In the movie City Slickers, Billy Crystal plays a man in the midst of a midlife crisis. He wakes up on his 40th birthday, depressed and despondent. When his wife asks him the cause of his despair he says, “Do you ever look in the mirror and realize, this is as good as I’m ever gonna look, as good as I’m ever gonna feel, as good as I’m ever gonna do, and it ain’t that great?”
This week in my devotional time with the Lord, I was faced with a similar question. First I was led to read 2 Corinthians 12:7–10, a familiar passage where Paul says something about a thorn in his flesh that torments him and God’s all-sufficient grace. I am sure you have read it. I have read it a thousand times. I have quoted it in sermons. I claimed to understand it. I thought I did.
After reading that well-known passage, I found myself confronted with this question: What if God appeared to you today and told you, “This is as good as it is going to get.”?
There are two sides to that question. One side deals with my external circumstances, and it includes the sub-questions:
“What if I never write a book?”
“What if I never lose those last 10 pounds?”
“What if I never plant a church?”
“What if I never own a house?”
“What if I never see a revival in France?”
“What if I never run a marathon?”
In essence, “What if I never realize my dreams?”
The other side of that question deals with my internal circumstances: my desires for those things. If I truly understand the premise of the question, then it means that I must consider the possibility that I will never achieve more in life, and yet I will continue to live with the constant longing to achieve more. What if I must wrestle for the rest of my life with the reality of never succeeding to realize certain dreams, while never losing my desire for those dreams to come true?
THAT is what it would look like if this (my life and circumstances today) is as good as it is going to get.
I guess I always imagined that God either fulfilled desires or freed us from them. That was not Paul’s experience. We know that he desired for the thorn in his flesh to be removed—and God did not satisfy that desire. In response, Paul did NOT write, “So eventually, that thorn in my flesh stopped bothering me. I learned to like it. I totally lost my desire for it to be removed.” He just tells us what God told him: My grace is sufficient.
In the past, I took these words to mean, “God will help me endure for a while,” or “God will make this better one way or another.” Now I realize the shallowness of such an understanding. “What if this is as good as it is going to get?” means “What if you must live the rest of your life longing for something, never getting it, and never losing your desire for it?”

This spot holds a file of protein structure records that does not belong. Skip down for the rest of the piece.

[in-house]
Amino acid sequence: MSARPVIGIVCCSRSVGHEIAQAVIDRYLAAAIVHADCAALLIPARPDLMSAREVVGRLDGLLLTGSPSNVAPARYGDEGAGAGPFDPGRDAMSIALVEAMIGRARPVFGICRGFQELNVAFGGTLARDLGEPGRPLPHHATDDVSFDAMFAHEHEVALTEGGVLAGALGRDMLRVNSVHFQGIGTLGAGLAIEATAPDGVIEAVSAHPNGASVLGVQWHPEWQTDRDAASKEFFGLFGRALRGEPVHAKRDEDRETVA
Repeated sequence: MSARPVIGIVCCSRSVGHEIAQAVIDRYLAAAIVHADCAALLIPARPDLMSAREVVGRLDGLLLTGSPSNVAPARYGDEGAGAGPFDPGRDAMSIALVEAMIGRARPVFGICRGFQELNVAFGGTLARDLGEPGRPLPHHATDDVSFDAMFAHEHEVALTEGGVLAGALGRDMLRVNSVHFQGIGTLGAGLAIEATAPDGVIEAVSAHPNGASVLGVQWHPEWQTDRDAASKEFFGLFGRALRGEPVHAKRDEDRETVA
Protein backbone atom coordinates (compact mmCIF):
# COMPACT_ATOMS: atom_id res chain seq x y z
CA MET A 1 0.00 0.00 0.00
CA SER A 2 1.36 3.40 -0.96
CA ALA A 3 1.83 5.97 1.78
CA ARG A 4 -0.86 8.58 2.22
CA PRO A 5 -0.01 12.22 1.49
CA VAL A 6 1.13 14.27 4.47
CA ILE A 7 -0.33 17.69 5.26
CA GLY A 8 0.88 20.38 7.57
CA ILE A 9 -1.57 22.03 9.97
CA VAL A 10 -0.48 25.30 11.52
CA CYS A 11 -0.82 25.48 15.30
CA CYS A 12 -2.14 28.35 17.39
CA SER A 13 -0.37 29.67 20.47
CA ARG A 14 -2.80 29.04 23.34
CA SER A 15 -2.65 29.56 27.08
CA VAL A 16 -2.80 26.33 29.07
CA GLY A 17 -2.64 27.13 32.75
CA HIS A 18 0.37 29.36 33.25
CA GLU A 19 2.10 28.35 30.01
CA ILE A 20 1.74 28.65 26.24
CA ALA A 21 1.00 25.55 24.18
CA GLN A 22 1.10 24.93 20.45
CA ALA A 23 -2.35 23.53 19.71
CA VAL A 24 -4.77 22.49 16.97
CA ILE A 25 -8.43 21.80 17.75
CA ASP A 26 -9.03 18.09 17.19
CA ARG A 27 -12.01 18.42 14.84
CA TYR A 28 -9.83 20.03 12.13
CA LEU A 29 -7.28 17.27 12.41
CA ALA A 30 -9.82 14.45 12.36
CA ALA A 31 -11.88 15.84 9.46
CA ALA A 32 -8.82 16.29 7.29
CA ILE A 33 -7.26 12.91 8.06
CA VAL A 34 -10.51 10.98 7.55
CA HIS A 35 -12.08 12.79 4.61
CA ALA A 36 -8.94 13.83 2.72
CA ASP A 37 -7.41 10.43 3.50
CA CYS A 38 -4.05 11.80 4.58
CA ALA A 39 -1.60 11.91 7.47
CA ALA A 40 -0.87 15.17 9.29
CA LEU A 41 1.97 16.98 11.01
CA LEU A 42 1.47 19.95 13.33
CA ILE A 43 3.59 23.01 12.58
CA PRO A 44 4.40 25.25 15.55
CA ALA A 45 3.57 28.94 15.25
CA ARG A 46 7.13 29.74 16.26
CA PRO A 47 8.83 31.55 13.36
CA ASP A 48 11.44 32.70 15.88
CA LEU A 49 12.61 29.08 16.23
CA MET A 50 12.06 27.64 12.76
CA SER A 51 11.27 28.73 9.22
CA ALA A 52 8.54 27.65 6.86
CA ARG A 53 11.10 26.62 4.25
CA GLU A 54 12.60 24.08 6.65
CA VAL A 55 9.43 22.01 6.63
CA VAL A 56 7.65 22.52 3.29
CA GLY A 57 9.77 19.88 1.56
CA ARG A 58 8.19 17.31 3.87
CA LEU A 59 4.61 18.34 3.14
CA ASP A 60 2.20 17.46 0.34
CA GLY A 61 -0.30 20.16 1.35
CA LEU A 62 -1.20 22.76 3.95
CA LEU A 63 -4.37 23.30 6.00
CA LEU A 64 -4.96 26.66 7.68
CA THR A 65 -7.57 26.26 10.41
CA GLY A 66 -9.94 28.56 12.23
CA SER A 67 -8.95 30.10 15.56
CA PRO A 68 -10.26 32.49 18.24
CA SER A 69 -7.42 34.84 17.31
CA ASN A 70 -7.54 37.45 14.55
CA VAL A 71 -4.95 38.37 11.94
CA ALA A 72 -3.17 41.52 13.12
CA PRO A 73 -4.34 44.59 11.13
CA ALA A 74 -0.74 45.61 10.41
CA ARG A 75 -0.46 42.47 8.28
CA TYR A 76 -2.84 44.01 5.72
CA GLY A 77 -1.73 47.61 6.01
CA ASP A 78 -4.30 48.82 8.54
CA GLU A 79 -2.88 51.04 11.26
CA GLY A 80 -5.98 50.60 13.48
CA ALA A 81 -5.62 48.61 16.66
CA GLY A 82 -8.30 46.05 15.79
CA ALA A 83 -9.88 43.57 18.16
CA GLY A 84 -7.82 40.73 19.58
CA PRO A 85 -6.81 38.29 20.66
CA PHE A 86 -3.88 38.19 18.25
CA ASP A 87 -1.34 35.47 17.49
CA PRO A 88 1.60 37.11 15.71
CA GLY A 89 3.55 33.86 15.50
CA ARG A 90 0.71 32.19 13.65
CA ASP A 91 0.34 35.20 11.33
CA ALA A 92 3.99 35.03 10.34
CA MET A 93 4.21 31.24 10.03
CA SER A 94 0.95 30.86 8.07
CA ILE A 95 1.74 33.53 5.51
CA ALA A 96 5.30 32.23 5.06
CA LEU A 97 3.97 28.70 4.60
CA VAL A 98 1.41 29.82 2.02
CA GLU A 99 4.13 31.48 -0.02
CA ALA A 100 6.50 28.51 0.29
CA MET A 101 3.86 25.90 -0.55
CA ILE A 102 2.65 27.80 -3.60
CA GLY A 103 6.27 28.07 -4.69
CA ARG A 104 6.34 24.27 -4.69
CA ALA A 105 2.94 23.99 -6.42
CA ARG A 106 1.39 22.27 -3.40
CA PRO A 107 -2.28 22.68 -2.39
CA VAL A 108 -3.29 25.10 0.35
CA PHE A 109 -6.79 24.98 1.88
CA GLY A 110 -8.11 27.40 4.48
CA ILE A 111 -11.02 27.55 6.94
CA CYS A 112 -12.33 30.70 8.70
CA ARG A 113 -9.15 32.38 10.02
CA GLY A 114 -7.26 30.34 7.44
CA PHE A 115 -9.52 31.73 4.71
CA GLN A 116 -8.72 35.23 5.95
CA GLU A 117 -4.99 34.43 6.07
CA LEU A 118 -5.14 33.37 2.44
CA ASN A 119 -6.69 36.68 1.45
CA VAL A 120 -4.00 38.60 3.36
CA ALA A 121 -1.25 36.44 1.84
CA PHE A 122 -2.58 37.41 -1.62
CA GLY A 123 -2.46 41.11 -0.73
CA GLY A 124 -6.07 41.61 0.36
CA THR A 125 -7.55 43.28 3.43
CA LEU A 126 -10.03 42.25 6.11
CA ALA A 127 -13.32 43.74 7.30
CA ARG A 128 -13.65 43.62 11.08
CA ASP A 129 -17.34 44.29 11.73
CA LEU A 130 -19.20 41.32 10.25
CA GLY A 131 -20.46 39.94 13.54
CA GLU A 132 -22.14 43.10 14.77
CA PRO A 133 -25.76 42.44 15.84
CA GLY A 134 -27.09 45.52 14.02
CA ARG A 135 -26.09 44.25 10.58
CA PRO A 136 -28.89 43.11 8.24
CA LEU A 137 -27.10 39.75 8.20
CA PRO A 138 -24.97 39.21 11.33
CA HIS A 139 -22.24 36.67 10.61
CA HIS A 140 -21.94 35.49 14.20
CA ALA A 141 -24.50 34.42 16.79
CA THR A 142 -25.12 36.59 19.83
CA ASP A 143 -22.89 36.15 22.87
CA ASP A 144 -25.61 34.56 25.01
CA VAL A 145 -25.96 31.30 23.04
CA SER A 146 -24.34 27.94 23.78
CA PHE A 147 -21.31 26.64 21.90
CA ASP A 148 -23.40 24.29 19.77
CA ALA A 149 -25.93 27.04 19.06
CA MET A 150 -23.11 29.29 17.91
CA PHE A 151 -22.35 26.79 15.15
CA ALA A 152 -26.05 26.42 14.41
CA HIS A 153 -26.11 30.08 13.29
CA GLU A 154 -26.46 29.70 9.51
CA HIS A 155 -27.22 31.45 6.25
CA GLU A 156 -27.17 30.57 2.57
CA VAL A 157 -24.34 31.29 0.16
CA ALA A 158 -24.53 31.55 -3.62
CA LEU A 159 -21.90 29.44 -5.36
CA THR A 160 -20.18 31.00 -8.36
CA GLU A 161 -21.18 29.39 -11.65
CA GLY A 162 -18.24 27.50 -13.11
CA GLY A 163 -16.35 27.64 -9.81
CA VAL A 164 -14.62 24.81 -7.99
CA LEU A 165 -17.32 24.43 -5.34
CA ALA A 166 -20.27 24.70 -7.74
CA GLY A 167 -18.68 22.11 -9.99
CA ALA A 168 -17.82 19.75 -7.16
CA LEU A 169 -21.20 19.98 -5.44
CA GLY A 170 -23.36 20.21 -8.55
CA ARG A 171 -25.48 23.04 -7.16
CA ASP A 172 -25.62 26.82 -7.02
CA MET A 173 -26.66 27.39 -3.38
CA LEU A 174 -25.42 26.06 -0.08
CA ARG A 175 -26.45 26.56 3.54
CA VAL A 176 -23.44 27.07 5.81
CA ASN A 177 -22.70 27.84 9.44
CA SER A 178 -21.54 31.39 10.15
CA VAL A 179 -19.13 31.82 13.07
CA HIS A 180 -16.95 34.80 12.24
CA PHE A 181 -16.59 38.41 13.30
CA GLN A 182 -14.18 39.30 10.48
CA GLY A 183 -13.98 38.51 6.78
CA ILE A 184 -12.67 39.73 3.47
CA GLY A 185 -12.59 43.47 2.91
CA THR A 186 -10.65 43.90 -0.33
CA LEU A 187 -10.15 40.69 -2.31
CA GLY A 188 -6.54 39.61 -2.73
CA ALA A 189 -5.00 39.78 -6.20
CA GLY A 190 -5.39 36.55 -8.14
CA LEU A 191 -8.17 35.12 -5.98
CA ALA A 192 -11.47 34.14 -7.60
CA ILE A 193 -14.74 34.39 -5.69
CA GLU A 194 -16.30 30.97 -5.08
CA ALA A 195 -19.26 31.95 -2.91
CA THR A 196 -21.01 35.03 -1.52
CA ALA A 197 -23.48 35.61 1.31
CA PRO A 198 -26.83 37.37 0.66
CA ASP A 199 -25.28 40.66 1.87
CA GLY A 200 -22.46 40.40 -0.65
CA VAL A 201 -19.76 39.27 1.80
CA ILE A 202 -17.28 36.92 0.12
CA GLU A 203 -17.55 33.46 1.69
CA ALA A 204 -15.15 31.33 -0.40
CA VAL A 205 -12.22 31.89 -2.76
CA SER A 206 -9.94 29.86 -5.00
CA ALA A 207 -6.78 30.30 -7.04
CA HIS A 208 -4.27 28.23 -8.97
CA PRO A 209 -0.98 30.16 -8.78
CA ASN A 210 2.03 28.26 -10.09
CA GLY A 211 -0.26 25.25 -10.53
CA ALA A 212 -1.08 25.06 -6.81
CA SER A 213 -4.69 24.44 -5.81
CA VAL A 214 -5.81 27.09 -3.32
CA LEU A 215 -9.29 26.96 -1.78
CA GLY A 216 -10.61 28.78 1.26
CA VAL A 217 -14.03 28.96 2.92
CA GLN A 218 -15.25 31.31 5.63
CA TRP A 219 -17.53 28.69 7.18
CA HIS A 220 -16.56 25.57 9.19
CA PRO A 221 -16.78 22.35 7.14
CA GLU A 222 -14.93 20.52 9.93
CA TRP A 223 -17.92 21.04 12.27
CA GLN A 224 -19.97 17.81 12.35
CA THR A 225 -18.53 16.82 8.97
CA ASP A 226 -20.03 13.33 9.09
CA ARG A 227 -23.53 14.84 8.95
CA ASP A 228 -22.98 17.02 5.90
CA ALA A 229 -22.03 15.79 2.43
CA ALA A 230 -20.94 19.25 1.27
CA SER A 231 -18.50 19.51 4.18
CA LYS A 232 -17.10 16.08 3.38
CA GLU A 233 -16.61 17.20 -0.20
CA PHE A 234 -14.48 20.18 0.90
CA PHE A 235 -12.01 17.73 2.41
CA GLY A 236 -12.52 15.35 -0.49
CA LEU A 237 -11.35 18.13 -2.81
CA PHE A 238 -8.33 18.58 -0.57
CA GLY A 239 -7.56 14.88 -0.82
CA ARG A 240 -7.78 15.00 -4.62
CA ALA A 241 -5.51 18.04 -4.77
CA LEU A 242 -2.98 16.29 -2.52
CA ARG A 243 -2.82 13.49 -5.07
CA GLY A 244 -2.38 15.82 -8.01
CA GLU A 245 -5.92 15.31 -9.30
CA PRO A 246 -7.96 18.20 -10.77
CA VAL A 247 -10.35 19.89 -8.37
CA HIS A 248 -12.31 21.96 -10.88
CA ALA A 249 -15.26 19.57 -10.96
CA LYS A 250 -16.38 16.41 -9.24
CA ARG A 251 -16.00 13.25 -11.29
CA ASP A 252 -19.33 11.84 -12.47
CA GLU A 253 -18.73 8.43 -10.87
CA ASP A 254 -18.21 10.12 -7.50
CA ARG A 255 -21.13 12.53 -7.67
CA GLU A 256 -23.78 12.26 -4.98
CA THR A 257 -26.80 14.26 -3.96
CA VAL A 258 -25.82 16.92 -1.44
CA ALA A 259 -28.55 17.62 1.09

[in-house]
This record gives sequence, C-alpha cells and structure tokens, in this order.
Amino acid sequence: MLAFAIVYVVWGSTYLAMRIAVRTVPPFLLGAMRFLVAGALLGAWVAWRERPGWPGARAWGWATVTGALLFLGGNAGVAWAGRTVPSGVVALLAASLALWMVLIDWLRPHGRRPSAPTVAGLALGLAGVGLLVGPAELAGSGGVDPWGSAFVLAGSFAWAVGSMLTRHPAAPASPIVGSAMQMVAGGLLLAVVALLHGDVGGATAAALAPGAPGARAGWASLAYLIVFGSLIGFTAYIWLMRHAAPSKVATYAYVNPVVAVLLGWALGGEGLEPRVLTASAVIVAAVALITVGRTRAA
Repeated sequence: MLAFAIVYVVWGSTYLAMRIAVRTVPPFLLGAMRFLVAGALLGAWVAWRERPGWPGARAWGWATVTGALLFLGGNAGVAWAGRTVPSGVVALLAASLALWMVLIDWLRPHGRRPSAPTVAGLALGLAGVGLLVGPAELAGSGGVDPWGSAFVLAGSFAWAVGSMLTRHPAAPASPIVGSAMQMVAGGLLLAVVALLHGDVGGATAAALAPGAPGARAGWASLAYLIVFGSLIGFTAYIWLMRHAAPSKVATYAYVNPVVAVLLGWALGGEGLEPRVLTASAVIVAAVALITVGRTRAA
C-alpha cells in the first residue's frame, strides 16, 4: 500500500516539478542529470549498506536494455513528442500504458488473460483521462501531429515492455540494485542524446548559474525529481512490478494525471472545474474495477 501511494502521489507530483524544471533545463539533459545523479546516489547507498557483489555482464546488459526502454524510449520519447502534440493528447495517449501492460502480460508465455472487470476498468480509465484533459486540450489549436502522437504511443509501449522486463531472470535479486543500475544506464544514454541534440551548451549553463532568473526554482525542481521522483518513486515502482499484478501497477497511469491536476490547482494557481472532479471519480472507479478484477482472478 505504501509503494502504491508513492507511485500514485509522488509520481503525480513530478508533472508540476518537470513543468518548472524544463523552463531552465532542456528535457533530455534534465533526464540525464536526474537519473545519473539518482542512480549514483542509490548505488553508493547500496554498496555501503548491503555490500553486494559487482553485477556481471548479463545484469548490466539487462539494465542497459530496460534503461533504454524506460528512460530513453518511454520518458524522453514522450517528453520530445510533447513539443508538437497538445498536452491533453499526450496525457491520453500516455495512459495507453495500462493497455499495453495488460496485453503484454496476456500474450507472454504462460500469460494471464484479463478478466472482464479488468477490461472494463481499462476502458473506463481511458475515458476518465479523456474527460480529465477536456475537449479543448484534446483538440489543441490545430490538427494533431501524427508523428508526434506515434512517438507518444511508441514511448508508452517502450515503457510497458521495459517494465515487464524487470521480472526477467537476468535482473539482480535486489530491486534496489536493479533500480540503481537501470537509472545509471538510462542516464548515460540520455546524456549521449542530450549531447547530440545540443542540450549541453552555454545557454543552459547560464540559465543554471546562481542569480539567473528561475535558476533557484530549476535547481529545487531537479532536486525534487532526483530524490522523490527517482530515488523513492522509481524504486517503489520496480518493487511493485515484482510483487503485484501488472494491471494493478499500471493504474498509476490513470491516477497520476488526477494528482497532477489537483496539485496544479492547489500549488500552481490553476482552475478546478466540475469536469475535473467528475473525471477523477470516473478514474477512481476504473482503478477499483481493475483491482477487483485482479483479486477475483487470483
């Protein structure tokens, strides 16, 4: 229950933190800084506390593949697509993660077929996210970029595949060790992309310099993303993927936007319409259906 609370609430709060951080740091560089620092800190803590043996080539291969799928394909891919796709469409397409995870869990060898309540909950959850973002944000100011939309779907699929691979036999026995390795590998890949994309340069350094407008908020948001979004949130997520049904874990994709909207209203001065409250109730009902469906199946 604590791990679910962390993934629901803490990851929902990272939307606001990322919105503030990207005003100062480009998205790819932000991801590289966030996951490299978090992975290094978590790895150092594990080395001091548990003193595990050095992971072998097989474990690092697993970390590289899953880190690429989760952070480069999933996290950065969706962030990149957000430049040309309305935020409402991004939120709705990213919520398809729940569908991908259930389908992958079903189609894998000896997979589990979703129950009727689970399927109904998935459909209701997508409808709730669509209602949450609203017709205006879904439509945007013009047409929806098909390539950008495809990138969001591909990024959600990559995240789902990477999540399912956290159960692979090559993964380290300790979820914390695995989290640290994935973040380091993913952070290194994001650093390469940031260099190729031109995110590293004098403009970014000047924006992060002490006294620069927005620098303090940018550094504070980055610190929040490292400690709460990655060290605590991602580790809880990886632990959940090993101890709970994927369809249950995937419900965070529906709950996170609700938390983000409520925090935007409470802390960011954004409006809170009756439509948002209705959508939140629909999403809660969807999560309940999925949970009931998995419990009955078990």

“What if you write 754 manuscripts and not one gets published?”
“What if you see hundreds of ways and places to plant churches and you never get to plant one?”
“What if the ideas, the visions, and the potential, haunt you every single day of your life, but you never see the fruit of those dreams?”
Is God’s grace sufficient?
Is God’s grace truly sufficient to fill in the wide, gaping gulch between the deepest desires of my heart and the possibility that those desires will never, ever be granted? Would I welcome such a grace? A grace that quiets the screaming, thrashing child—not by giving in to her desires, but by offering itself in their place?
I have often heard it said that if a desire goes unfulfilled then it was not God’s will. While it may be true that it was not God’s will for that thing to happen, it does not necessarily mean that it was not God’s will for me to desire it. God desires for all to come to faith, but we know that not everyone comes to faith. Even God has unfulfilled desires.
This idea, the idea that God would will for us to live (suffer!) with unfulfilled desire, flies in the face of the “gospel” that is so prevalent today. We want to believe that we can have God, and all our wishes will come true. At the very least, we want to believe that God’s mercy would compel Him to relieve us of those desires that He does not intend to satisfy. God could (and should!) help us to not want the stuff that He does not plan to give us.
Today I finally understand that it does not work that way. When God told Paul, My grace is sufficient for you, for my power is made perfect in weakness, God was telling him, “This is as good as it is going to get. I am more concerned with perfecting my power in you, and you need this weakness to know my power.” Now this is the thing I never saw before: grace—that all-sufficient grace—is the Source of the perfect power. The wider and more desperate the gap between my deepest desires and their possible fulfillment, the more space that grace has to fill. That is why Paul can respond, Therefore I will boast all the more gladly about my weaknesses, so that Christ’s power may rest on me.
Suddenly, I am feeling tender toward my unfulfilled desires. I am no longer seeing them as problems to be solved or regrets to be nursed. I am seeing them as repositories for grace. This does not mean I stop striving in faith. It means that whether my desires are fulfilled or unfulfilled, I will recognize God’s grace in the outcome.
If this is “as good as I’m ever gonna look, as good as I’m ever gonna feel, as good as I’m ever gonna do,” I trust that God will fill the cavern of my longings with the abundance of His grace.
His grace is sufficient.
Originally published here on January 17th, 2015. Adapted for Thrive.
Question to consider: Is God’s grace truly sufficient to fill in the wide, gaping gulch between the deepest desires of my heart and the possibility that those desires will never, ever be granted? And would I welcome such a grace? A grace that quiets the screaming, thrashing child not by giving in to her desires, but by offering itself in their place?